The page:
Australia’s cryptocurrency tax laws contain some unfair provisions that will most often put crypto owners on the receiving end of huge tax burdens. These draconian tax laws also apply to tokens obtained via hard forks which has holders having to cough up substantial amounts in crypto tax payments.
Even companies that pay staff salaries in virtual currencies may find little incentive to do so given the additional burden it incurs at the end of the year.
Cryptocurrency Holder Forced to 500% Tax
According to Australian cryptocurrency news platform Micky, a cryptocurrency holder was forced to pay a 500% tax on his digital holdings. Adrian Forza of Crypto Tax Australia told Micky that the country’s tax law stipulates that the value of cryptocurrency used for tax purposes comes from the purchase price.
Thus, if an investor buys token X at $100 and the price depreciates to $10, the tax payment would be based on the $100 purchase price. Crypto tax in Australia stands at about 40% so that would mean paying a $40 tax on $10 worth of virtual currency.
Commenting on the situation, Forza declared:
That’s a really unfair outcome because he’s basically received cryptocurrency and the value has dropped significantly and now, he has to pay tax on money he doesn’t have. This is something they will have to change as it is unfair.
Given the 2018 bear market that saw prices plummet by more than 80 percent across the board, virtual currency bag holders in Australia must have been made to pay unfair taxes.
Usually, crypto tax laws for countries with such make it desirous to hold cryptocurrency for a long period of time. It is only in trading and making purchases that incur substantial tax implications.
Tax Laws Designed to Frustrate Crypto Investment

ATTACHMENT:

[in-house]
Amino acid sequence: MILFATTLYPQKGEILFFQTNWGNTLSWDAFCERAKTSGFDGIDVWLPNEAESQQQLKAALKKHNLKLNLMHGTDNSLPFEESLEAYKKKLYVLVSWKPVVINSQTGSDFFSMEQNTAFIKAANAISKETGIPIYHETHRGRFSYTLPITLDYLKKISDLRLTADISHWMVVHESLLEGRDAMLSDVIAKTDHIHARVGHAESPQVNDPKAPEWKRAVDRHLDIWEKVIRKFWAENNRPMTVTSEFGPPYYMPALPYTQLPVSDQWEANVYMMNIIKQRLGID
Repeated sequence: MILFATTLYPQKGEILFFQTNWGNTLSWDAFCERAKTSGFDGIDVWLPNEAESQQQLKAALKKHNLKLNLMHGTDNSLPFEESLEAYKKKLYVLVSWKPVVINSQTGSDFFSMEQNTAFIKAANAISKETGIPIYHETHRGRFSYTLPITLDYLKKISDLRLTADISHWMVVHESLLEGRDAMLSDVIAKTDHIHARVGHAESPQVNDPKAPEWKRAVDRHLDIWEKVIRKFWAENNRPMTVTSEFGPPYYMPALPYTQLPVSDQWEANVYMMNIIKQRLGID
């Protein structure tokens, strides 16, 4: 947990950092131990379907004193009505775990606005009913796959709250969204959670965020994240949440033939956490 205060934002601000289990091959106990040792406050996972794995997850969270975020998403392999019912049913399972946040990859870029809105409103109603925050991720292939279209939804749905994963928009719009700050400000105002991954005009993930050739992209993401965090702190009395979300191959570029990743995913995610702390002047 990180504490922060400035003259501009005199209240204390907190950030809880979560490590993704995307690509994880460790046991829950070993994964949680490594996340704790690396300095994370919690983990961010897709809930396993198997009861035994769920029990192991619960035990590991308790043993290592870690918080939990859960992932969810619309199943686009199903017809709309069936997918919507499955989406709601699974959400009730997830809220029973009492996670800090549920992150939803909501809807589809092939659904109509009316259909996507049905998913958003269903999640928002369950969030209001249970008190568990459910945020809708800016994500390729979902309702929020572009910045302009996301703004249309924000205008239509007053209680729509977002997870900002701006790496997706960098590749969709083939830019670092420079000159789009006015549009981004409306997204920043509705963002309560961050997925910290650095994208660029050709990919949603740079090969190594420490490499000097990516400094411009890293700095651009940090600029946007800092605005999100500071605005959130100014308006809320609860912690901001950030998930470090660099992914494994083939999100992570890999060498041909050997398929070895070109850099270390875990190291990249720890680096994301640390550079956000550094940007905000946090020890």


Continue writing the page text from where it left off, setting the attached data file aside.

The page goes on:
Forza also shed some light on other ridiculous provisions in Australia’s cryptocurrency tax regime. For one, the Australia Taxation Office (ATO) considers Ethereum Classic (ETC) to be the “original Ethereum” even though the cryptocurrency industry at large considers Ethereum (ETH) to be the original and ETC the fork.
The implication of this tax ruling is that ETH holders have to pay capital gains tax on 100% of their ether holdings since the ATO considers the purchase price to be zero. Here is where the ATO appears to be disingenuous because when it comes to forks, it considers tokens obtained during the chain split to be bought as zero price. Thus, when tax season comes around, holders have to consider the current price.
Another ridiculous tax law is one that subjects companies that pay employees in cryptos to “fringe benefits tax” to the tune of 47% on every dollar paid. This extra cost burden is most likely to disincentivize companies from paying their staff in bitcoin and other virtual currencies – a move which greatly hampers adoption.
Since the ATO flipflops on when crypto should be valued for tax, it would be better to create a situation where holders can offset their losses during a bear market against the gains earned during the previous boom market. That way, the entire tax framework doesn’t become obscenely burdensome on cryptocurrency owners and traders.
Another pain point is the refusal of the ATO to consider a fiat-in, fiat-out paradigm for its crypto taxation. Speaking to Micky, Jonathan Carley of DigitalX – a blockchain-based startup said that ATO will not adopt such a policy.
These anti-crypto tax laws could severely damage the advancement of virtual currencies in the country. Crypto and blockchain technology continue to be a popular emerging market down under with exchanges like Zebpay moving to the country.
Around the world, governments appear to be paying greater attention to crypto taxation especially with the current bull market in the hopes of earning internal revenue from traders. The U.S. Internal Revenue Service (IRS) says clear cut regulations are imminent.